Ever wondered how Kiss FM got started? We were fortunate enough to find out for ourselves at one of our Music Industry Mondays events where we sat down with Lindsay Wesker, seasoned music industry veteran and the man behind some of the most incredible music innovations, including MTV Base.

His journey has not only witnessed the transformation of genres but has played a crucial role in shaping the music landscape itself. From his early days as a vinyl enthusiast to becoming a prominent figure in the music business (and eventually LCCM tutor!), Lindsay's story is one of passion, inspiration and a true commitment to the art form.

To watch the full talk with JD, click here.

 

From vinyl junkie to big-time journalist

Lindsay’s journey started in 1967 when his grandmother purchased his first vinyl record for him. Little did he know that this was just the beginning of a lifelong journey with music that would see some huge successes. Describing himself as a vinyl junkie (and a bit of a music know-it-all in the nicest way) didn’t just remain as a fun quirk but led him to a full-time career as a music journalist.

The transition from vinyl enthusiast to music journalist marked the first significant chapter in Lindsay's professional life. Thanks to his insatiable appetite for all things music, and by eventually coming to know pretty much everything there is to know about music, Lindsay was able to even surprise and impress the artists he would interview with his knowledge. Do you know who produced your favourite song? Lindsay probably does.

On this journey, he was able to do the impossible and actually meet his heroes. Everyone says never meet your heroes and admittedly, according to Lindsay, some of them were a little bit of a letdown (not naming names) but if it means you got to meet the likes of James Brown and Chaka Khan, who’s really complaining?

 

Kiss FM, MTV Base, MTV Dance… the list goes on

The early 90s was a pivotal time in Lindsay's career. Kiss FM started off as a pirate radio station at first, meaning it was technically illegal and shouldn’t have been running at all. But Lindsay was giving the people what they wanted.

At that time, no radio stations were playing what Kiss FM was playing. It was just “club music” and “no one wanted to listen to that”. But the demand for the tracks from London club DJs was there. Kiss FM was bringing the underground up to the surface. Songs like ‘I Like To Move It’ only became known because it was played continuously on Kiss. Sometimes you have to break the law a little to make some changes. Wouldn’t recommend this as a daily mantra but in this case, it worked.

After a while, being on the run (literally) and broadcasting from people’s bedrooms became the norm until Lindsay did the wild thing and started the process of making Kiss FM a legal radio station. Everyone thought he was mad, but clearly, he proved them wrong.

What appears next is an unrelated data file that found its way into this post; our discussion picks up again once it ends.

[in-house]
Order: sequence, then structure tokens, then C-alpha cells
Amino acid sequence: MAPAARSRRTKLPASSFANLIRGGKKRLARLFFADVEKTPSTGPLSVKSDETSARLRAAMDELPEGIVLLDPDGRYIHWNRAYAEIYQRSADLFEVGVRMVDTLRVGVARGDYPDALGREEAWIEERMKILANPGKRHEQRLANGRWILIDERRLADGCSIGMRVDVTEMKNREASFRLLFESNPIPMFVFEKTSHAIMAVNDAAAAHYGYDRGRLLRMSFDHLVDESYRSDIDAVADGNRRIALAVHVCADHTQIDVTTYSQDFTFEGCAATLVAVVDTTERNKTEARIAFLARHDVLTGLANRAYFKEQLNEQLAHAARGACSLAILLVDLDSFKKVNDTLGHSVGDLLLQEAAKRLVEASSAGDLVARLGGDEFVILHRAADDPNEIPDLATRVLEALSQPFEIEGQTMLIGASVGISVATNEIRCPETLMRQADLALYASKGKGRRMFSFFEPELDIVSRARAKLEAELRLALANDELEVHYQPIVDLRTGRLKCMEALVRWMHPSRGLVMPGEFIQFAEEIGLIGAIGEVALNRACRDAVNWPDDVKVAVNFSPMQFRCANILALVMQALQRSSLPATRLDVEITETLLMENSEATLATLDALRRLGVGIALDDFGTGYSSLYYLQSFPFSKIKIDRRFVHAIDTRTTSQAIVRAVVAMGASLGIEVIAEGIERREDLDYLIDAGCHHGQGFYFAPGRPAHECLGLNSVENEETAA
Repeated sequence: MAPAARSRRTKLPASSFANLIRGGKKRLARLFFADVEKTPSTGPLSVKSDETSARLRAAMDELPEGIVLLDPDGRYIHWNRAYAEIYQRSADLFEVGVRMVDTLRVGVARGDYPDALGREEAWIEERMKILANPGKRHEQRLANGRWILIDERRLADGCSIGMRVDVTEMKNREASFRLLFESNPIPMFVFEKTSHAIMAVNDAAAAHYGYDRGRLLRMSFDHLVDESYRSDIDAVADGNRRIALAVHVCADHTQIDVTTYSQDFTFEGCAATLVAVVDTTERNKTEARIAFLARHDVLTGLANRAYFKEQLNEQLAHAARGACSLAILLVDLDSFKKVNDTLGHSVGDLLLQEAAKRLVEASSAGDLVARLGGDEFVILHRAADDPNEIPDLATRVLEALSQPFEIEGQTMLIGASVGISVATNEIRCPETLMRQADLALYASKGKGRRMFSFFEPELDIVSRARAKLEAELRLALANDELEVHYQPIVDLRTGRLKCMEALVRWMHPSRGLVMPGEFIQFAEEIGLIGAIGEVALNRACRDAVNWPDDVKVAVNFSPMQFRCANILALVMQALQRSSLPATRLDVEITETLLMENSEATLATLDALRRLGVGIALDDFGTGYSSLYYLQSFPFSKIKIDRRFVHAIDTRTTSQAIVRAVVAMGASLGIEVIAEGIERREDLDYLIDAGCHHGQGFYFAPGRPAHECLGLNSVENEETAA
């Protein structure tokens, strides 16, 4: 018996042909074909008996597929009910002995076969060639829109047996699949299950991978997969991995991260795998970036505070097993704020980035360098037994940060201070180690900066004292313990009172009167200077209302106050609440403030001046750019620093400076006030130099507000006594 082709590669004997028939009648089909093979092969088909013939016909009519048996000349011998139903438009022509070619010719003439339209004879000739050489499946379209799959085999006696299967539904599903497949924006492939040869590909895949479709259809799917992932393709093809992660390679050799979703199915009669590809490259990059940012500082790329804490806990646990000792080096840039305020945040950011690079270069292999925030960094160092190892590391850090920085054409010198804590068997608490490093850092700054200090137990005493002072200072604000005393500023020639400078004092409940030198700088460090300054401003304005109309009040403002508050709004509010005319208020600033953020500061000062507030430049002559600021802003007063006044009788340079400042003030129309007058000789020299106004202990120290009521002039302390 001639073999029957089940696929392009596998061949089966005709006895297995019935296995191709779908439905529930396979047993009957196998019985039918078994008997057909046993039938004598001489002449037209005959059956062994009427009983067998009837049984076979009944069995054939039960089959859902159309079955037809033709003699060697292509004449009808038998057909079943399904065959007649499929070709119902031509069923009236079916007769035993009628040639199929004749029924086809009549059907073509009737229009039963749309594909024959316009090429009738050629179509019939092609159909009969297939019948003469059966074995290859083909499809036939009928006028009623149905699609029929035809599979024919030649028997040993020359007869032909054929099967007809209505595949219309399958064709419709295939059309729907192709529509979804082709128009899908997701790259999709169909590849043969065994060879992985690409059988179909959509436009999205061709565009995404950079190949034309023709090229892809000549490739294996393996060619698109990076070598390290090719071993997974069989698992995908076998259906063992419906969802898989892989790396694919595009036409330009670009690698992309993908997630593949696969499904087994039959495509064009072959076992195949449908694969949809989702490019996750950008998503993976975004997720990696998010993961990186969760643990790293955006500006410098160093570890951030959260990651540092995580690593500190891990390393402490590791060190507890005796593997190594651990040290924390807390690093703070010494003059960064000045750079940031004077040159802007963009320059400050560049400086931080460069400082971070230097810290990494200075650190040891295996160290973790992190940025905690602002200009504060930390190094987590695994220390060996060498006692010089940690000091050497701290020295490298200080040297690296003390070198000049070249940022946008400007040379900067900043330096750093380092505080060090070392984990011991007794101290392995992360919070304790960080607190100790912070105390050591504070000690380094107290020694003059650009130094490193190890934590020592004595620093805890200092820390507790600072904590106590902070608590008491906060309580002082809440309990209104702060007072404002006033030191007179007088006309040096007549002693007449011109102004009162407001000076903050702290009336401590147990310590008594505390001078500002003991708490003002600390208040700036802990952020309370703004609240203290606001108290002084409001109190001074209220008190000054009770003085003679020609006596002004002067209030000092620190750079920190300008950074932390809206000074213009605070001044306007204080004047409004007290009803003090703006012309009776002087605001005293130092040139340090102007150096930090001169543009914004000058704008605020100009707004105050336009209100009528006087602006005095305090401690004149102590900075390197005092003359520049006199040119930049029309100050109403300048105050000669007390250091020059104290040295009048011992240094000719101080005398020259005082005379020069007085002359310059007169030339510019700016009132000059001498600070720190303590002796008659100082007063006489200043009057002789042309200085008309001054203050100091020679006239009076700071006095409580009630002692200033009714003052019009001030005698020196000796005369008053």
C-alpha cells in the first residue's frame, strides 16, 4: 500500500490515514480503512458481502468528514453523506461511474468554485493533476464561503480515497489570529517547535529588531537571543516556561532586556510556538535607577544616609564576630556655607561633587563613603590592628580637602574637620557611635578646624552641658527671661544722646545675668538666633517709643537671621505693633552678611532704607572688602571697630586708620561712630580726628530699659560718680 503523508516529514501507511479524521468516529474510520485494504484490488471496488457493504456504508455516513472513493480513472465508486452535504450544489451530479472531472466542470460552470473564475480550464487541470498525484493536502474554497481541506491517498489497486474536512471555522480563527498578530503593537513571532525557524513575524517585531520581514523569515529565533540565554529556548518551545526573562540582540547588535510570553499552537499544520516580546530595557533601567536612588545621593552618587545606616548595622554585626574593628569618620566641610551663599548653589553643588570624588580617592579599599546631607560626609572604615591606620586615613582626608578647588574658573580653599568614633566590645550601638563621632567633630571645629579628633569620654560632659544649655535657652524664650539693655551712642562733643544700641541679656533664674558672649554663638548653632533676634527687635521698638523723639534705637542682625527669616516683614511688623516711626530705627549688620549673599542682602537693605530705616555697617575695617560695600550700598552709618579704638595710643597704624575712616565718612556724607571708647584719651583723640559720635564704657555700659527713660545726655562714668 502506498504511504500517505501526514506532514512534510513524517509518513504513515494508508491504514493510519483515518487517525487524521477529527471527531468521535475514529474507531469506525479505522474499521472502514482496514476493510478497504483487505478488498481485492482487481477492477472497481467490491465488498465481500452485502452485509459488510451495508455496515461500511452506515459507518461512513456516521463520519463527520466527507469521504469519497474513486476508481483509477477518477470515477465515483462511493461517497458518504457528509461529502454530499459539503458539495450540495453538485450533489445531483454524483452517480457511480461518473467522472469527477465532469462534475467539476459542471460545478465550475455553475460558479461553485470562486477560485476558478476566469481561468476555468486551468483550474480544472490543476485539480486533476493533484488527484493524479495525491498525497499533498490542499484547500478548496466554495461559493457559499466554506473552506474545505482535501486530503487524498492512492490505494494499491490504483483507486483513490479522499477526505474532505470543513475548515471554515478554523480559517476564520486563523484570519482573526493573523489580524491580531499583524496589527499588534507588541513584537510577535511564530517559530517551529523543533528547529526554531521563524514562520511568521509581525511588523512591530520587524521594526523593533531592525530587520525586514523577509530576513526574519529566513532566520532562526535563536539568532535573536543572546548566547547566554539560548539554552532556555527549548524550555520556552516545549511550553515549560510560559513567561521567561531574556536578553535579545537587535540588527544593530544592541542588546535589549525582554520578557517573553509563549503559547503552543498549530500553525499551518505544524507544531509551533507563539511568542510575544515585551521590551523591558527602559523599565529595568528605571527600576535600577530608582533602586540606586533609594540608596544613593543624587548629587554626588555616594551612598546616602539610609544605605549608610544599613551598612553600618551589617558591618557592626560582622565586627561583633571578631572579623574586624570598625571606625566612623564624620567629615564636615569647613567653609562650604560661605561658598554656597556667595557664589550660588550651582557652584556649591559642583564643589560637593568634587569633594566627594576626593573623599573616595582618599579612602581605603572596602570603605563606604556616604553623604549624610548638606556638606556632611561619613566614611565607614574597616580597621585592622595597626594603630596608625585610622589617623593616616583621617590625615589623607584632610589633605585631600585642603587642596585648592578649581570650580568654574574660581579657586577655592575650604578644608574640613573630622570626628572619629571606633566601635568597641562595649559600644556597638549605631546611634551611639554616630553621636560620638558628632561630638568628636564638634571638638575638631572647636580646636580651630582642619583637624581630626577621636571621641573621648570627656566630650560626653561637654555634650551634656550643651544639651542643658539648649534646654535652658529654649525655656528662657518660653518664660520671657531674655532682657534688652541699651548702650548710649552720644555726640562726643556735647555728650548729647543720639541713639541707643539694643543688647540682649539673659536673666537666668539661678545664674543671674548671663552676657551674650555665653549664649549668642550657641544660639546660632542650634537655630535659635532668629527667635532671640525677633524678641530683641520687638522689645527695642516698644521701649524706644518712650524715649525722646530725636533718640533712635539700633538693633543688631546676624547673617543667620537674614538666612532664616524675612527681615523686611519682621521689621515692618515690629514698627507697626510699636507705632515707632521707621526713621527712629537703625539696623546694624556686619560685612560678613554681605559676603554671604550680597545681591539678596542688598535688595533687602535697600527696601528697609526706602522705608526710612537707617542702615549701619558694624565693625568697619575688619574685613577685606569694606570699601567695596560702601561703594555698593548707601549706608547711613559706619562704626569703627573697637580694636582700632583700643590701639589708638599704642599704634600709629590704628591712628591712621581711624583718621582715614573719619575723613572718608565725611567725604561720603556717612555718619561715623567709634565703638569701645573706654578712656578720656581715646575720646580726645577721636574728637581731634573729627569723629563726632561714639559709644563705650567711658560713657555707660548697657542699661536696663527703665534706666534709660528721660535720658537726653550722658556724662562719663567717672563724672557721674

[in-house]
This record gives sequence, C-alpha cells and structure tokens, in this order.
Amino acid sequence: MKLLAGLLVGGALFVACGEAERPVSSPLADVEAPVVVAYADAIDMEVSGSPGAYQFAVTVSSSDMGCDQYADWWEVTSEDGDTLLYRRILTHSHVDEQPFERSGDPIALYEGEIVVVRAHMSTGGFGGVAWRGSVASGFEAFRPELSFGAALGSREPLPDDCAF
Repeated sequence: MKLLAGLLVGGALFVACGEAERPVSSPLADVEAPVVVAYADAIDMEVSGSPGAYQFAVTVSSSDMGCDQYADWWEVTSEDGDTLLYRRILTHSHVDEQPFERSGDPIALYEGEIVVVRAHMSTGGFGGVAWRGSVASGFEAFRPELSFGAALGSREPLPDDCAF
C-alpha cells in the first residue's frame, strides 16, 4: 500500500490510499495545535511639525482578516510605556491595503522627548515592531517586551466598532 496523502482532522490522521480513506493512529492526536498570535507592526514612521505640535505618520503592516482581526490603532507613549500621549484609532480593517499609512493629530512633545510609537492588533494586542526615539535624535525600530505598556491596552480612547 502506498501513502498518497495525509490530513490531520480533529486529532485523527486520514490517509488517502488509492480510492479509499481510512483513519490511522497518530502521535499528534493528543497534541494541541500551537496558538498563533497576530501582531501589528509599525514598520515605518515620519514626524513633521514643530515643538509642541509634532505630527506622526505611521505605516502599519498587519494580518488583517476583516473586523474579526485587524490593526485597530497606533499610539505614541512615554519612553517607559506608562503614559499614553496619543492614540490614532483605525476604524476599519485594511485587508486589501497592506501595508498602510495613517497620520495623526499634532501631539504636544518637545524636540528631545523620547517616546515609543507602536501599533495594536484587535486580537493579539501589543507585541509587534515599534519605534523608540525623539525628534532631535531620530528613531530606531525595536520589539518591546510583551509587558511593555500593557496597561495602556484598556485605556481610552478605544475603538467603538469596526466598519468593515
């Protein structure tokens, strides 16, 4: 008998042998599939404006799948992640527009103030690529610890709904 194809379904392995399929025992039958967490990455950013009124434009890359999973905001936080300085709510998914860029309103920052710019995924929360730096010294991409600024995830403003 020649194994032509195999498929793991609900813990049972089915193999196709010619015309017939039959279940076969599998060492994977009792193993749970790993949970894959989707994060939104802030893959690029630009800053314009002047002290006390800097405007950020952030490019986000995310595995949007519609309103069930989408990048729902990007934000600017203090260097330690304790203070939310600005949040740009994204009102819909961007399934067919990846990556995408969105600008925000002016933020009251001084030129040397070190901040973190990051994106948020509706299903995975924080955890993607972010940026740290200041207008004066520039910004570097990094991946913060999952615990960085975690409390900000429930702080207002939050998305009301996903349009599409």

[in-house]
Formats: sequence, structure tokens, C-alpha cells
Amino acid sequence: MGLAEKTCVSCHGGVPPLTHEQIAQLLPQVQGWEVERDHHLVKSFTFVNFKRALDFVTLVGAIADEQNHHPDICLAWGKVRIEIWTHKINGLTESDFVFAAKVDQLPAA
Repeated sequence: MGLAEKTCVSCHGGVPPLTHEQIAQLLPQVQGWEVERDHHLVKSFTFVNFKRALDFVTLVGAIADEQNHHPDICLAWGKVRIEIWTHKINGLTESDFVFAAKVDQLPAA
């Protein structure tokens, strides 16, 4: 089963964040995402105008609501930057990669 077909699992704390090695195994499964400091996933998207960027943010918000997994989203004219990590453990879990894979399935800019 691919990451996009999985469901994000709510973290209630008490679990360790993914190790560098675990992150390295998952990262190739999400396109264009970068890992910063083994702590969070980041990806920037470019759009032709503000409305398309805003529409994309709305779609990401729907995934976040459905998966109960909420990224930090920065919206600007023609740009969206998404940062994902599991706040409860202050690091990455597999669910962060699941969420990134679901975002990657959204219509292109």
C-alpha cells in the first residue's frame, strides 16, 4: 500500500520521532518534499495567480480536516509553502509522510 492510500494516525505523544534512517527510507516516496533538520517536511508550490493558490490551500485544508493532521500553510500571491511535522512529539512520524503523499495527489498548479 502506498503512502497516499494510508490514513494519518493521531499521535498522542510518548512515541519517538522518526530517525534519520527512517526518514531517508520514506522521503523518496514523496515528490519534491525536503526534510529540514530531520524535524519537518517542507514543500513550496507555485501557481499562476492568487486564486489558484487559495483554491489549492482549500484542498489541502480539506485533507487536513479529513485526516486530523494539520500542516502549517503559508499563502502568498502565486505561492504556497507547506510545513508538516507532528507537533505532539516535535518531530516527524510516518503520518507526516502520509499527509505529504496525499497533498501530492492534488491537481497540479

This wasn’t just a mark of success for Kiss FM but for Lindsay’s career as a whole.

Lindsay’s influence soon extended over to MTV where he ended up creating MTV Base and later MTV Dance and MTV Hits. This platform became a beacon for dance music enthusiasts, elevating the genre to mainstream popularity.

 

Thoughts on the music industry today and AI

During the conversation with JD, Lindsay shared his thoughts on the music industry today. Clearly, there’s been a massive difference between the industry back then and today. There are about 120,000 songs uploaded to Spotify every single day. Back when Lindsay was popping off, there were just 40 singles a week. How do new artists navigate this rapidly changing world?

Lindsay says you should be working 25 hours a day. There’s no doubt that it’s a lot tougher to stand out today but it has also never been easier to make a career for yourself. Use social media to your advantage and generate buzz, let the big companies chase you, not the other way around. Also, make sure your followers aren’t just a number on your phone screen.

Engage with your audience, turn them into fans who make the effort to keep up to date with you and who want to buy your music and show up to gigs. Yeah, 60k followers sounds good but how many of those people are actually buying albums?

Although he doesn’t have a Spotify account himself, a sort of mini protest to Spotify’s billionaire owner who’s a bit shady (what billionaire isn’t), he does like the idea of Spotify’s AI DJ. Having something tell you what music is good and the ones you should be listening to is more than helpful nowadays. There’s just so much out there, a helping hand would actually be really nice.

Lindsay’s music journey is definitely up there with the most inspirational and downright impressive. If you want to hear more stories like this and learn more about the music industry in general, you can grab some free tickets here to join us for our next Music Industry Mondays.